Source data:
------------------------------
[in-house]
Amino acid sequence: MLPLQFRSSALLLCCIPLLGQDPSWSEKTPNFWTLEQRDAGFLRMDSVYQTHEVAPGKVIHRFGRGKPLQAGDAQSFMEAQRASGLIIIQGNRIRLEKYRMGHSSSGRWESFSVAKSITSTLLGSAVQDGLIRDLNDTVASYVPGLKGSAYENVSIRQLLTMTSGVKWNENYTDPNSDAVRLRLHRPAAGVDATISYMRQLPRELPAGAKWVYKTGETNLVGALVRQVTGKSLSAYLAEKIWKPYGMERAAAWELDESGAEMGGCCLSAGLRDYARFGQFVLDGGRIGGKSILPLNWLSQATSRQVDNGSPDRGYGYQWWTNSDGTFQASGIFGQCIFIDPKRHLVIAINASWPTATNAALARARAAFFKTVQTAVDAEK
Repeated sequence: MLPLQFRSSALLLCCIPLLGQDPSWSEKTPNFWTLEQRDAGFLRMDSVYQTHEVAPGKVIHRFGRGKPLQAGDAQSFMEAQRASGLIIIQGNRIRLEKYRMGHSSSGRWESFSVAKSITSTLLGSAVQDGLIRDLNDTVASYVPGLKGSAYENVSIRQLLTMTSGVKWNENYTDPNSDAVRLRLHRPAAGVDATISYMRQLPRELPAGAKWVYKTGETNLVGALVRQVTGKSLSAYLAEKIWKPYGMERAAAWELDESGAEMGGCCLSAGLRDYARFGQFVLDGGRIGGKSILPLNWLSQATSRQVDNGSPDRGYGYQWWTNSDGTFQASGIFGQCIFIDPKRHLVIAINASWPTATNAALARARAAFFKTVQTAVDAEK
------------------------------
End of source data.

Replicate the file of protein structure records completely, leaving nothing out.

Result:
[in-house]
Amino acid sequence: MLPLQFRSSALLLCCIPLLGQDPSWSEKTPNFWTLEQRDAGFLRMDSVYQTHEVAPGKVIHRFGRGKPLQAGDAQSFMEAQRASGLIIIQGNRIRLEKYRMGHSSSGRWESFSVAKSITSTLLGSAVQDGLIRDLNDTVASYVPGLKGSAYENVSIRQLLTMTSGVKWNENYTDPNSDAVRLRLHRPAAGVDATISYMRQLPRELPAGAKWVYKTGETNLVGALVRQVTGKSLSAYLAEKIWKPYGMERAAAWELDESGAEMGGCCLSAGLRDYARFGQFVLDGGRIGGKSILPLNWLSQATSRQVDNGSPDRGYGYQWWTNSDGTFQASGIFGQCIFIDPKRHLVIAINASWPTATNAALARARAAFFKTVQTAVDAEK
Repeated sequence: MLPLQFRSSALLLCCIPLLGQDPSWSEKTPNFWTLEQRDAGFLRMDSVYQTHEVAPGKVIHRFGRGKPLQAGDAQSFMEAQRASGLIIIQGNRIRLEKYRMGHSSSGRWESFSVAKSITSTLLGSAVQDGLIRDLNDTVASYVPGLKGSAYENVSIRQLLTMTSGVKWNENYTDPNSDAVRLRLHRPAAGVDATISYMRQLPRELPAGAKWVYKTGETNLVGALVRQVTGKSLSAYLAEKIWKPYGMERAAAWELDESGAEMGGCCLSAGLRDYARFGQFVLDGGRIGGKSILPLNWLSQATSRQVDNGSPDRGYGYQWWTNSDGTFQASGIFGQCIFIDPKRHLVIAINASWPTATNAALARARAAFFKTVQTAVDAEK